The real answer is a multi-faceted one. I’m an Aquarius, which means I couldn’t conform to anything even if I wanted to (and I don’t particularly want to). I started writing stories when I learned to write and they were never quite… mainstream. My teachers scratched their heads often enough for me to notice.

I was also raised to be a lot more open-minded about same-sex relationships than my peers were. I didn’t notice that until I was in college, though. Even now a lot of my friends are part of the LGBTQ community. Almost all of my male friends are gay men. Are they my inspiration? Yes and no. I decided a long time ago never to write about people I knew, because I’d be mortified if anyone recognized themselves in my stories. Flattered, but mortified, so I don’t take that chance. But they are an inspiration because they are balanced, mature men who are perfectly capable of having an adult, interesting conversation with a woman (namely me) and treat them as equals, something their straight peers could learn a thing or two about.  Quite a few of them are in long-term relationships and some of them are married (where I live we’ve had same-sex marriage for almost 10 years and the sky is just fine where it is, thank you). They are the most inclusive, encouraging and loving people I know, so why wouldn’t I write about them?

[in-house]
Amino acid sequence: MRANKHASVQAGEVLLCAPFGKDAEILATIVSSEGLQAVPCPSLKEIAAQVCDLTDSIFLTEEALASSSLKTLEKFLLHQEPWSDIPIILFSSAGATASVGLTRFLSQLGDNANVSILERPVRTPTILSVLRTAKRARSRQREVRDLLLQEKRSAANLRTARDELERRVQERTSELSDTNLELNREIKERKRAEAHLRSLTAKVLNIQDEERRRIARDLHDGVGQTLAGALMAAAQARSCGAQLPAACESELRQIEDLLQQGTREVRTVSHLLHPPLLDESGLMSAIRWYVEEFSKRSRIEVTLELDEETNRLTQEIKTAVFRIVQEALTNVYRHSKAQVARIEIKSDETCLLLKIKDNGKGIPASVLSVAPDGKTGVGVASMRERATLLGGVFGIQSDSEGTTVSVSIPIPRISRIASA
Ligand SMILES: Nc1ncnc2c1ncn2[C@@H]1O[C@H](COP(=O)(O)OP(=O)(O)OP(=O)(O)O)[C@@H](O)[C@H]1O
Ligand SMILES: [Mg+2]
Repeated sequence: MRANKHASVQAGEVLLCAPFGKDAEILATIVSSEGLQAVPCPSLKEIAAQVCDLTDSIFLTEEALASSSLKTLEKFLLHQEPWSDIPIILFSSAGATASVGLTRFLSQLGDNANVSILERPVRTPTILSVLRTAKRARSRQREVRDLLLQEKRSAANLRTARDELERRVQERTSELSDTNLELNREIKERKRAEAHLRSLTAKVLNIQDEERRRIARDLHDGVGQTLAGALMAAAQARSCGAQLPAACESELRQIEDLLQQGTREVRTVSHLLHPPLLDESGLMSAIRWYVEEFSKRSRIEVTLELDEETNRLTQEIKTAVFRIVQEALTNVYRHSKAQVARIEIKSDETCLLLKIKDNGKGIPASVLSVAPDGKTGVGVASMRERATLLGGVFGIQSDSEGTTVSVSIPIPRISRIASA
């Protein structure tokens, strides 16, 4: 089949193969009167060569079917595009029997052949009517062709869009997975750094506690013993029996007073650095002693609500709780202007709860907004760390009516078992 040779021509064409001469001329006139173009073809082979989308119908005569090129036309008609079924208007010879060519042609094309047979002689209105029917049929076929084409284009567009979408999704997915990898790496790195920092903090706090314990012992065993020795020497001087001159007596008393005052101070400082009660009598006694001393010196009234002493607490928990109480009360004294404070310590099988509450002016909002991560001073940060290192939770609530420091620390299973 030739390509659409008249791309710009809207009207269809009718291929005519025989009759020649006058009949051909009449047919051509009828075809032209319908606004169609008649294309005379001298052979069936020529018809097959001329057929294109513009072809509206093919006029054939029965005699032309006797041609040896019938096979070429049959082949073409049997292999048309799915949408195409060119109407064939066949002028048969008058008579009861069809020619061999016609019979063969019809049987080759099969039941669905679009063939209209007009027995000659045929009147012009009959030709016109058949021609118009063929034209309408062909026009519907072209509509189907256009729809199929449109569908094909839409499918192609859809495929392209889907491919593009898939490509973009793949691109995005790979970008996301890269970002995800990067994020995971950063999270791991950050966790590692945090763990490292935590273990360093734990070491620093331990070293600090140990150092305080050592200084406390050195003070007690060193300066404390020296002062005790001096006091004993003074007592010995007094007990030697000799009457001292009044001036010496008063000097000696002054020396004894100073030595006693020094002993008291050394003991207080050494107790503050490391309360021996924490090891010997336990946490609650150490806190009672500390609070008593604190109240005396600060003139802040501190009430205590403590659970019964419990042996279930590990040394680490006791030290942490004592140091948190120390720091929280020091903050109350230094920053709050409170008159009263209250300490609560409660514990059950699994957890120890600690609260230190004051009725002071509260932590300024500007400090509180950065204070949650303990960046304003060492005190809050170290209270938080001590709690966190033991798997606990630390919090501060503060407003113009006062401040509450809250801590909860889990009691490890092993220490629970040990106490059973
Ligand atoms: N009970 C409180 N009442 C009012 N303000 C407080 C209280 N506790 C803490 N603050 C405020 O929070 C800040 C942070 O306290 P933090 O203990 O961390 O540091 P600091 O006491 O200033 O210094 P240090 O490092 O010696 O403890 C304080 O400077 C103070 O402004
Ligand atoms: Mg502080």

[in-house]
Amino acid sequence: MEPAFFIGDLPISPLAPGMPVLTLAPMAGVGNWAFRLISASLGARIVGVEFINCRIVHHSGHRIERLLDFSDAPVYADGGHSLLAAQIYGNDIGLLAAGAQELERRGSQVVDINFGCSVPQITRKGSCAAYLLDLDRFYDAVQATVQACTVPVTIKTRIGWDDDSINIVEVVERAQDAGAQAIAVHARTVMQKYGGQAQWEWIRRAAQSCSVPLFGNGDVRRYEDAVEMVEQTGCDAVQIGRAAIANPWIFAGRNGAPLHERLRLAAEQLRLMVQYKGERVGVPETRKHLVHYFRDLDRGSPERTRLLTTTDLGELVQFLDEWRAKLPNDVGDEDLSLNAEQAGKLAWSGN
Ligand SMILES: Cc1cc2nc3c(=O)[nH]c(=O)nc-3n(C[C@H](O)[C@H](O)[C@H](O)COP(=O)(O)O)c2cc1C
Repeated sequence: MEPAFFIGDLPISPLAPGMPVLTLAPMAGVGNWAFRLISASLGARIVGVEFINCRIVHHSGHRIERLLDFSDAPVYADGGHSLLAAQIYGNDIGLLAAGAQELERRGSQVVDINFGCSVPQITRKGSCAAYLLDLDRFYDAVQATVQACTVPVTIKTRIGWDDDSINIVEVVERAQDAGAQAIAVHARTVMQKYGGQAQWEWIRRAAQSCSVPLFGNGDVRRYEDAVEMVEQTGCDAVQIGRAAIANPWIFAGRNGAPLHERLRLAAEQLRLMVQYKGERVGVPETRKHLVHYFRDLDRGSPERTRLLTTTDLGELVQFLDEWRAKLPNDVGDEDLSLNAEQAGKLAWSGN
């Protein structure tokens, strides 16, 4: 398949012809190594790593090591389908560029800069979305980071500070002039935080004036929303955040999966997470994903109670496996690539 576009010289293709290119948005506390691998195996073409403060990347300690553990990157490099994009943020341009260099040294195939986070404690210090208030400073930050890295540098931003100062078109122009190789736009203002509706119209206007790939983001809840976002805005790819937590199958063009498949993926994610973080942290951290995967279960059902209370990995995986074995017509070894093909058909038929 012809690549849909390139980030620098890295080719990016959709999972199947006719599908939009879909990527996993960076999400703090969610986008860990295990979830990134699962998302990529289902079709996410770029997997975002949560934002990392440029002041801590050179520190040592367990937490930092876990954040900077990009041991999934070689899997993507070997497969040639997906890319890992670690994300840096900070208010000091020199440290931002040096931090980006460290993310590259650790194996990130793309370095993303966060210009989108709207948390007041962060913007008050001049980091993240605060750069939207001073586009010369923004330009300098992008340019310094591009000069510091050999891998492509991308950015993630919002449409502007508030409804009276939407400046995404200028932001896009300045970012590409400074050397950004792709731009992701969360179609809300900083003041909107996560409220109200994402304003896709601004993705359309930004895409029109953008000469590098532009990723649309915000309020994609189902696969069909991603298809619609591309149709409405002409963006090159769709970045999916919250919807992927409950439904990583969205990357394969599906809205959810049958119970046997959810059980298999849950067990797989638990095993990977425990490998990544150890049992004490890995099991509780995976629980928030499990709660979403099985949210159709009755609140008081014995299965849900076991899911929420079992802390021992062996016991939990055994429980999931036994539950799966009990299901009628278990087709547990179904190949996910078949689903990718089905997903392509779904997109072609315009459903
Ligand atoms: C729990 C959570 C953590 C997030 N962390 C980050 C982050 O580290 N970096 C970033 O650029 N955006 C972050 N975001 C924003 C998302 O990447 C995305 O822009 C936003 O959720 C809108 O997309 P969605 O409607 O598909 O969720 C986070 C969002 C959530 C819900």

The third reason why I write gay romance is that I write what I like to read. I wasn’t a big reader in school, at least, not in my mother tongue (Flemish, which is a form of Dutch). When I discovered English books I devoured them. It was the same with romance. After three romance novels they all started sounding the same. And then I read my first gay novel and I was sold. I haven’t looked back since. It’s still what I love to read most. I love stories that make me cry, which brings us back to the angst (told you I’d come back to that, right?)

I love reading stories written with a sense of humor (looking forward to yours, Michael!), but I can’t write them myself. I love reading historicals, but the research and the chance of getting things wrong are too daunting to me.

But if I read a story and I have to sit up (while reading in bed at night) because I can’t breathe anymore from crying so much, I want to get up and write more myself. The biggest compliment anyone who’s read my books can give me is: “You made me cry.” It means I did my job and invoked emotion in another person. And whether it’s laughter or tears, this is all we want as writers (okay, I’m speaking for myself, mostly, but I’m sure many a writer will concur).